By Pádraic Toomey
President, NUI Galway Students’ Union
Why was it an issue?
During the first week of the current Students’ Union term in July, the issue of repeat fees emerged much like every issue, it started by raising it with university management.
Before our term, it had been sought several times with the indication that the fees wouldn’t be charged. We believed that NUI Galway would be like nearly every other institution in the country and waive repeat fees. This wasn’t the case and they planned on charging them.
Repeat fees were unfairly charged to the unlucky few who did find themselves doing repeat exams. Many of these unfortunate students found themselves for the first time having to deal with learning online, studying without a desk or reliable Wi-Fi, or even so much as a quiet room. Students were literally completing exams while on their bed. To be expected to do the same as any other year was cruel.
What was done?
By the 2nd week of July, #RipOffNUIG was launched. Using a stereotypical greedy monopoly man as the image for the campaign. It had started, appealing to the public to help sway university management to show compassion when it came to repeats. Questioning how it was fair that most had waived the fee and those in NUIG still had to pay. What made it worse was the fact that the University were charging the single highest repeat exam in the country. Nowhere else would charge €295 for one repeat exam, pandemic or not. The fee was too high to begin with and now it was being charged, despite the fact that the resits wouldn’t incorporate the cost of an exam hall, invigilators or materials.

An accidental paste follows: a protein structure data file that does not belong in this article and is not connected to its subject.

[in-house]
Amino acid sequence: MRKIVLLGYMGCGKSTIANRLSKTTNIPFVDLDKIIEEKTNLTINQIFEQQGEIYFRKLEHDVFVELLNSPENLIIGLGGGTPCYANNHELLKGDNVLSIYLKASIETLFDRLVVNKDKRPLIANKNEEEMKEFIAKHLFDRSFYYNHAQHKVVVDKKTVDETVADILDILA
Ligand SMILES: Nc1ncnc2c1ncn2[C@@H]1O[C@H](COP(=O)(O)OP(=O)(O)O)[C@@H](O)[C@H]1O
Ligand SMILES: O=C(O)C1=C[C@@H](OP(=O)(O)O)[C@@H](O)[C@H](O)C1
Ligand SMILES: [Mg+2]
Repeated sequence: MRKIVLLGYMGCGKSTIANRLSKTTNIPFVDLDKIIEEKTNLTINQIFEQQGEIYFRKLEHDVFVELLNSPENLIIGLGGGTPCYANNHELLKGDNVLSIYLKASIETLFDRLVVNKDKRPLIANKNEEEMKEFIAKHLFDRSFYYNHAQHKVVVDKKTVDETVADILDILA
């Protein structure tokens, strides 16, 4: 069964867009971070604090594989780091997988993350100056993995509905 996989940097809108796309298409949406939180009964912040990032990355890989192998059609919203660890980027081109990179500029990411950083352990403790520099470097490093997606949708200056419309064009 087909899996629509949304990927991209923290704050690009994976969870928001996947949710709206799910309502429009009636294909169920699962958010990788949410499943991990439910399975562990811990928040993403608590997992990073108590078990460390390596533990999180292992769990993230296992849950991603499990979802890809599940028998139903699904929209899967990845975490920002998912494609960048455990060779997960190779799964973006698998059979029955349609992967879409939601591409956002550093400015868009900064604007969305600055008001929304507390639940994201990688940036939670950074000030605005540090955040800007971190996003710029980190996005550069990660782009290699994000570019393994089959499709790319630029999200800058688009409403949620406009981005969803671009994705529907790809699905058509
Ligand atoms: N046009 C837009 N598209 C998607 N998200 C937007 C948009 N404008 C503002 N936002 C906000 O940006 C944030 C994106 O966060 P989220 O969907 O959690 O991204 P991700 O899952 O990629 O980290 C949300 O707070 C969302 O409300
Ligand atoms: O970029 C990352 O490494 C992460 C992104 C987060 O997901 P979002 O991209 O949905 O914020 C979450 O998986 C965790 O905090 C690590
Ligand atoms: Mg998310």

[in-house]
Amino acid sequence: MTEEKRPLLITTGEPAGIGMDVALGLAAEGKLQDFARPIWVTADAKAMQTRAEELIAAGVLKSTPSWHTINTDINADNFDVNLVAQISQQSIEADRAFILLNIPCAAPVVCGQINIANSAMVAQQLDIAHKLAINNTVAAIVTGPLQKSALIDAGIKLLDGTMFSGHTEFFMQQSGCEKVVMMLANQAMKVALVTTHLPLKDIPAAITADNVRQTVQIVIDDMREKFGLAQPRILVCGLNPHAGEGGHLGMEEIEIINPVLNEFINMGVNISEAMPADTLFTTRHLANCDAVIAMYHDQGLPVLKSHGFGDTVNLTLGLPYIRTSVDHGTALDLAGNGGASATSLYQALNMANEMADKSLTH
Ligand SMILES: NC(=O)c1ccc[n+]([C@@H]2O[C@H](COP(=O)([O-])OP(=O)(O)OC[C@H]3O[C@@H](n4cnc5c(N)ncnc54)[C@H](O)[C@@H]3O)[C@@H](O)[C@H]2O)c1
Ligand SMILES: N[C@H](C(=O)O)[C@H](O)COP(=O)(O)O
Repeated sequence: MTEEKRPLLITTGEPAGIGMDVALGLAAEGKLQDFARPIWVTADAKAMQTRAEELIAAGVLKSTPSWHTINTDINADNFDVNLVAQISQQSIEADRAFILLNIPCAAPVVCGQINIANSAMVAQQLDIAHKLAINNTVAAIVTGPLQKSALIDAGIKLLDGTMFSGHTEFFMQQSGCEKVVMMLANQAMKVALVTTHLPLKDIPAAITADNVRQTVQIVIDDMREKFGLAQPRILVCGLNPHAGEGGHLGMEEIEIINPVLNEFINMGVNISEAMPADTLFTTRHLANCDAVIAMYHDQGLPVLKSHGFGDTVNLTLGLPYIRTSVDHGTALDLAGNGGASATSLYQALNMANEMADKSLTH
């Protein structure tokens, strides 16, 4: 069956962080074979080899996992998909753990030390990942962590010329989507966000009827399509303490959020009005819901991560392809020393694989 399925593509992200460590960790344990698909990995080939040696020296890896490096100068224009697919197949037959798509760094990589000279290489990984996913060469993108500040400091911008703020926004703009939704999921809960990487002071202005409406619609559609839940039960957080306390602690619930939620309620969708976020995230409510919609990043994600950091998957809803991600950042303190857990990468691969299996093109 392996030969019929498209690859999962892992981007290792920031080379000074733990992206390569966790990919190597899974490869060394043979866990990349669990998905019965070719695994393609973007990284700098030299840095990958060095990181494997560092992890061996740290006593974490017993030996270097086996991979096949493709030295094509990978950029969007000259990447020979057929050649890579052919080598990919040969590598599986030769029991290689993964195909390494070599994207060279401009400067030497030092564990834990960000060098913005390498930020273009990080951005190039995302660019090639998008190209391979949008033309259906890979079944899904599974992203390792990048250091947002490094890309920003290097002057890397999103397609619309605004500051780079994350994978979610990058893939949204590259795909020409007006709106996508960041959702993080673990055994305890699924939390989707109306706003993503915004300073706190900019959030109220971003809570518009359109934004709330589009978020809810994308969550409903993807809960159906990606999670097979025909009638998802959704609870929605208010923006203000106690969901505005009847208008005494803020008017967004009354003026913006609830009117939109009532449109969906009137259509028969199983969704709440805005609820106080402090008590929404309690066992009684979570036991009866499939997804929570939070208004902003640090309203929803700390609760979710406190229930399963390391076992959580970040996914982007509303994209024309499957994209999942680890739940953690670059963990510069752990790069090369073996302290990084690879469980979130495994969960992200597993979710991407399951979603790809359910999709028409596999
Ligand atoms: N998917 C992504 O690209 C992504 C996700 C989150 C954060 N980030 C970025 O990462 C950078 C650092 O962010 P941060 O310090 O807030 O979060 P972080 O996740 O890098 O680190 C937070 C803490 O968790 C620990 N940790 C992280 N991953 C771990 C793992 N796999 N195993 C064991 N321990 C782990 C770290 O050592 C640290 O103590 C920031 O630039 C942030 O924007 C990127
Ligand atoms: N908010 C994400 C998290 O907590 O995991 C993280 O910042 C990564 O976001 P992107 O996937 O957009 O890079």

What was the outcome?
After being raised in the Dáil on multiple occasions, the government line of “Autonomy” was peddled. What this means is that they have no power when it comes to third level institutions. Is this right? That’s an article in itself.
So, the highest place the Students’ Union can raise an issue is with the governing body of an institution, also known as Údurás na hOllscoile. The Students’ Union had 2 seats on this body out of the 40. We raised the issue with the members, who did not favour a universal refund, but rather a refund granted to students who were the most disadvantaged.
Was that a good outcome?
Yes, it’s good that vulnerable people on the special rate of SUSI and students who get financial aid will be able to get the refund but it completely misses the point. Every student experienced the pandemic. Many students were repeating, not because they hadn’t studied, but because the conditions made it next to impossible for many. If you have no desk, no Wi-Fi, no access to campus or quiet space then how could they expect to pass easily? These students were forgotten.
How are things now?
The fight has started to begin again. With both Trinity & UCC coming out to offer free repeats and resits to all students. Meaning if you passed or failed you can do the exam again to do better. How can our students be expected to compete in the workforce when they graduate? The grades difference will not make it easy. It’s not too late to change, I just hope NUI Galway realise they can do the right thing and be compassionate.